Cohort profile: the Martinique Cancer Registry and the quality of life in prostate cancer cohort (QoL Prostate-MQ): Challenges and prospects for reducing disparities in the Caribbean

The quality of life in prostate cancer (PCa) cohort will assess quality of life and patient outcomes in Martinique using the digital platform for patient-reported outcome measures. This study will provide insights into the high rates of incidence and survival of PCa observed in Martinique, as compared with other Caribbean countries. The quality of life PCa cohort will be constituted in the context of our established and internationally recognized cancer registry, thus promoting high-quality data verification and recording. Data on clinical stage at diagnosis, blood prostate-specific antigen level at diagnosis, Gleason score, primary treatment, quality of life, urinary incontinence and erectile dysfunction prior to treatment will be analysed, where applicable, at 1 and 5 years after treatment.

Combining electronic quality of life surveys, reimbursement claims databases and Clinical Data Warehouse to improve adverse drug reaction detection in breast cancer treatment in Martinique

There were 205 incident cases of breast cancer per year in Martinique from 2007 to 2014. We will conduct a prospective study including female patients who start treatment for breast cancer at Martinique University Hospital between 2020 and 2022. The main aim of the study is to detect adverse drug reactions related to breast cancer treatments in Martinique, using two types of sources: 1) Patient Reported Outcomes from two Quality of Life (QoL) questionnaires and 2) Clinical reported outcomes from two databases, namely the French Nationwide Claims and Hospitalization Database (Système National des Données de Santé, SNDS) and the clinical data ware house used at Martinique University Hospital.QoL will be measured using the European Organisation for Research and Treatment of Cancer Quality of Life Questionnaire Core 30 (EORTC QLQ-C30) and the Breast cancer module QLQ-BR23, which have both been validated for completion via electronic means. The questionnaires will be administered by the caregiving team, or may also be self-completed by the patient via an online link to the digital platform for data collection and quality control. This will ensure the exhaustiveness of the variables included in the database, by using data quality control programmes to verify that these data are collected systematically.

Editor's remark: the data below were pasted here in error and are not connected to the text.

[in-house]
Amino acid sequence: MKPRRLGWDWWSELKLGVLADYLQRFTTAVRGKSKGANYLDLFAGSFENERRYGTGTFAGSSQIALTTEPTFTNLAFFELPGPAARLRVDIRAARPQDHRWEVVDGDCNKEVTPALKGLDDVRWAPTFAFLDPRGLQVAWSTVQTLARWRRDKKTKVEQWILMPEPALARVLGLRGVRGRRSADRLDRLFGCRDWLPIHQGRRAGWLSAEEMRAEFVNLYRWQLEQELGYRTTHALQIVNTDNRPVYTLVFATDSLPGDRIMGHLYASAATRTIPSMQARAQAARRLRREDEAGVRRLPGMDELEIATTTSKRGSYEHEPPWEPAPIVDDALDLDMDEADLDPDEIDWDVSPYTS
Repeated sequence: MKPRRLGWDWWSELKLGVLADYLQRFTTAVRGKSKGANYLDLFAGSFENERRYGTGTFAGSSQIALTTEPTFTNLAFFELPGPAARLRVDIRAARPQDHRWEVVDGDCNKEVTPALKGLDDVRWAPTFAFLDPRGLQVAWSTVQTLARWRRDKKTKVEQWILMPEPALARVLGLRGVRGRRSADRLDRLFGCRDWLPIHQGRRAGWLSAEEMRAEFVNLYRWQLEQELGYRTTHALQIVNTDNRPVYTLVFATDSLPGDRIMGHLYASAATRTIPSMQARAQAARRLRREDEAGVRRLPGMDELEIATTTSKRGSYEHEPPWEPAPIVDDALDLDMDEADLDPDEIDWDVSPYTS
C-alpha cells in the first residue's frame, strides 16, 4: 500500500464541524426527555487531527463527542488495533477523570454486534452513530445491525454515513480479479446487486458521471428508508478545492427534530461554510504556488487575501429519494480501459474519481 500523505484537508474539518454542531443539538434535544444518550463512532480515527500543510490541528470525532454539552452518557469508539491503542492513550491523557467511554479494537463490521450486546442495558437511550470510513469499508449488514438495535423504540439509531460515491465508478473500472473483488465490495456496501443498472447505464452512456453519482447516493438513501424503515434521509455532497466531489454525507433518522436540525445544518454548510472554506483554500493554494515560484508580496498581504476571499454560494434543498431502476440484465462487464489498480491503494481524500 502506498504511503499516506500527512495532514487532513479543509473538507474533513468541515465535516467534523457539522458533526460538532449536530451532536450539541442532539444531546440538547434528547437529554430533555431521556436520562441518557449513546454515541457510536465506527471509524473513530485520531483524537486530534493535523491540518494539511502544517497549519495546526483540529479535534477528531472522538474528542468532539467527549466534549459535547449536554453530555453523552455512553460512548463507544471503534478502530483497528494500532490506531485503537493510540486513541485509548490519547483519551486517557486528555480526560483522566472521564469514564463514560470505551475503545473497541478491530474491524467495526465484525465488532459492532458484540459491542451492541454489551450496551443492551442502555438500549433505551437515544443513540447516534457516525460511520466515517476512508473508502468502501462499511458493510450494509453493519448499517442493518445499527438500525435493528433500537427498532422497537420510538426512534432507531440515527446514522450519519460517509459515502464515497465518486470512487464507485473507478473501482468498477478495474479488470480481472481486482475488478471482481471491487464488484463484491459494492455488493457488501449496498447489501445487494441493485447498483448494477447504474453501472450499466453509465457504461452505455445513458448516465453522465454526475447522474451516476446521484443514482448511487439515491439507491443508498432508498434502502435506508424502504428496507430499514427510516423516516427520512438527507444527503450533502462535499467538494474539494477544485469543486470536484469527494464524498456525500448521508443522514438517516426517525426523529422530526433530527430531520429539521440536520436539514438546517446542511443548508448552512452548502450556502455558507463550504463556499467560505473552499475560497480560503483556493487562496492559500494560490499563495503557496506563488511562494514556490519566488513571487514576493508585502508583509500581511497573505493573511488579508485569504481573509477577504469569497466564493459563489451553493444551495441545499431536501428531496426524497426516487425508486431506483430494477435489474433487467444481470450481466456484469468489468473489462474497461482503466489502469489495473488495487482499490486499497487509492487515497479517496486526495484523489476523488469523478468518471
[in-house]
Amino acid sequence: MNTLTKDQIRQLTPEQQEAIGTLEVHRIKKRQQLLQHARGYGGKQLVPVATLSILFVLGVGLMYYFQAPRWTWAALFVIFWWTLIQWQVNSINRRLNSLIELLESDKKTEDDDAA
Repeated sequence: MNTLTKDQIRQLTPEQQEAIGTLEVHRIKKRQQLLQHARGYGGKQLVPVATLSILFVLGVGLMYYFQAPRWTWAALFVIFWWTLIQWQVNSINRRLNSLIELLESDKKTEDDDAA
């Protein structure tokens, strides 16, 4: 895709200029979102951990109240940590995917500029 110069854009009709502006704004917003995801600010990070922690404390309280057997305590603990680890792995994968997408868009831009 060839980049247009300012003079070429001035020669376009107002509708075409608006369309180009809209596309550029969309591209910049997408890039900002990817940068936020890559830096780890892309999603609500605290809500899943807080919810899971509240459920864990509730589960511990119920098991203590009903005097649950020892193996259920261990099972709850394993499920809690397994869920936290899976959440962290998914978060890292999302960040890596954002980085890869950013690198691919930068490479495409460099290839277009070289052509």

E-learning and cancer registration: developing tools for data knowledge and reporting

Available training modules will be integrated into the online digital platform, focusing on the epidemiology of cancer, the study of cancer survival according to identifiable risk factors, and methods for data collection from digital sources. This new approach to cancer registration will be based on the ability to extract data from the clinical data warehouse project at the University Hospital of Martinique. The first phase of learning will cover data extraction models, and this will serve as a basis for the development of data integration algorithms for individual projects. This project will reveal the potential of new information and communication technologies to cross-reference nominative data directly for the purposes of cancer surveillance. All the training modules will be available online in French, English and Spanish, to enable maximum interaction and exchange with other countries in the Caribbean and in Latin-America.

Main barriers to development

Among the challenges of implementing digital projects in the field of public health, access to digital patient files is a major issue. Indeed, one of the attractions of the digital platform is to enable cross-referencing and analysis of digitally processed data. The platform is therefore logically limited by the available of digital source data within the sites of health care delivery. Indeed, identifying gaps in the information technology and digitalization of the sites of care is one of the aims of the project, so that we can identify the specific types of data that need to be processed digitally, and prepare a roadmap for going fully digital, using appropriate software.

The year 2020 saw a pandemic of COVID-19 that called on health care teams worldwide to make rapid, yet profound adjustments to their working environment to introduce telemedicine and tele-reporting features at short notice. The health care system should have the capacity to deal with unprecedented situations that require rapid implementation of e-health solutions to record health data during a health care crisis.

Finally, in terms of research, another major challenge of our digital platform is that one needs to take into consideration the age of the patients, and how this may affect their understanding of, and ability to use the digital tools that are made available to them. Indeed, paper forms remain the preferred format for many people, depending on their age. In addition, the material and social conditions of the patients included also deserve consideration. Digital processing of data collected in paper format is feasible, but requires research teams to allocate time and human resources for this task. Furthermore, the quality of the internet connection, and the provision of access in the island context are also important factors to consider, in order to ensure access for the widest possible audience.